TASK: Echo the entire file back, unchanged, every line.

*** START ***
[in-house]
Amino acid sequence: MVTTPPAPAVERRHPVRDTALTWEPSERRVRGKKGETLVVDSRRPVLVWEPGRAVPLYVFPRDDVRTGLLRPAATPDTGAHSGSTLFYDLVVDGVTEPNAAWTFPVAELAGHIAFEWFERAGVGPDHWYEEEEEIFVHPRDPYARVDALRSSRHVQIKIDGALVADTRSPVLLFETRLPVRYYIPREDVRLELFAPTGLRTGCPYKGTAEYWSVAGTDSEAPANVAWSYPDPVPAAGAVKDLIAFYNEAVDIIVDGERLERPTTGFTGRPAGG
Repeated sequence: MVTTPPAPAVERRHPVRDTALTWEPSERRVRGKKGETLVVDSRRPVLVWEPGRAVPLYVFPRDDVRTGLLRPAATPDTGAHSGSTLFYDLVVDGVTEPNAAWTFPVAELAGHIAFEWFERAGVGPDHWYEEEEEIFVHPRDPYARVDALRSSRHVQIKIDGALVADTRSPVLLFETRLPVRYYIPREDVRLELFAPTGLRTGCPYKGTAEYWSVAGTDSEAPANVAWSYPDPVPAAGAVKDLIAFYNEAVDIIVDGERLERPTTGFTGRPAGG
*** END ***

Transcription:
[in-house]
Amino acid sequence: MVTTPPAPAVERRHPVRDTALTWEPSERRVRGKKGETLVVDSRRPVLVWEPGRAVPLYVFPRDDVRTGLLRPAATPDTGAHSGSTLFYDLVVDGVTEPNAAWTFPVAELAGHIAFEWFERAGVGPDHWYEEEEEIFVHPRDPYARVDALRSSRHVQIKIDGALVADTRSPVLLFETRLPVRYYIPREDVRLELFAPTGLRTGCPYKGTAEYWSVAGTDSEAPANVAWSYPDPVPAAGAVKDLIAFYNEAVDIIVDGERLERPTTGFTGRPAGG
Repeated sequence: MVTTPPAPAVERRHPVRDTALTWEPSERRVRGKKGETLVVDSRRPVLVWEPGRAVPLYVFPRDDVRTGLLRPAATPDTGAHSGSTLFYDLVVDGVTEPNAAWTFPVAELAGHIAFEWFERAGVGPDHWYEEEEEIFVHPRDPYARVDALRSSRHVQIKIDGALVADTRSPVLLFETRLPVRYYIPREDVRLELFAPTGLRTGCPYKGTAEYWSVAGTDSEAPANVAWSYPDPVPAAGAVKDLIAFYNEAVDIIVDGERLERPTTGFTGRPAGG